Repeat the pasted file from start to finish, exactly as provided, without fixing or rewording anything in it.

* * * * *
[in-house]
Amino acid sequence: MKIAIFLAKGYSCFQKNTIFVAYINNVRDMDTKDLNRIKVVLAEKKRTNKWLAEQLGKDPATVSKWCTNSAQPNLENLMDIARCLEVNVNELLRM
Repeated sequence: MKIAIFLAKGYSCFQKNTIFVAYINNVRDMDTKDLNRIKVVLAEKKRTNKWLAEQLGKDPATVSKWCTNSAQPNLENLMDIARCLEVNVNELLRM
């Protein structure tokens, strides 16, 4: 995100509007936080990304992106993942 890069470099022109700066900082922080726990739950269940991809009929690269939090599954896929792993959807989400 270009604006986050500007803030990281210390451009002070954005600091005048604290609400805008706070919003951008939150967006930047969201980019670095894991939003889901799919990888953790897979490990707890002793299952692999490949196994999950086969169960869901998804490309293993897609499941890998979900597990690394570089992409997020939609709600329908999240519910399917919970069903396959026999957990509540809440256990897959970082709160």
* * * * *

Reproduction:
[in-house]
Amino acid sequence: MKIAIFLAKGYSCFQKNTIFVAYINNVRDMDTKDLNRIKVVLAEKKRTNKWLAEQLGKDPATVSKWCTNSAQPNLENLMDIARCLEVNVNELLRM
Repeated sequence: MKIAIFLAKGYSCFQKNTIFVAYINNVRDMDTKDLNRIKVVLAEKKRTNKWLAEQLGKDPATVSKWCTNSAQPNLENLMDIARCLEVNVNELLRM
């Protein structure tokens, strides 16, 4: 995100509007936080990304992106993942 890069470099022109700066900082922080726990739950269940991809009929690269939090599954896929792993959807989400 270009604006986050500007803030990281210390451009002070954005600091005048604290609400805008706070919003951008939150967006930047969201980019670095894991939003889901799919990888953790897979490990707890002793299952692999490949196994999950086969169960869901998804490309293993897609499941890998979900597990690394570089992409997020939609709600329908999240519910399917919970069903396959026999957990509540809440256990897959970082709160």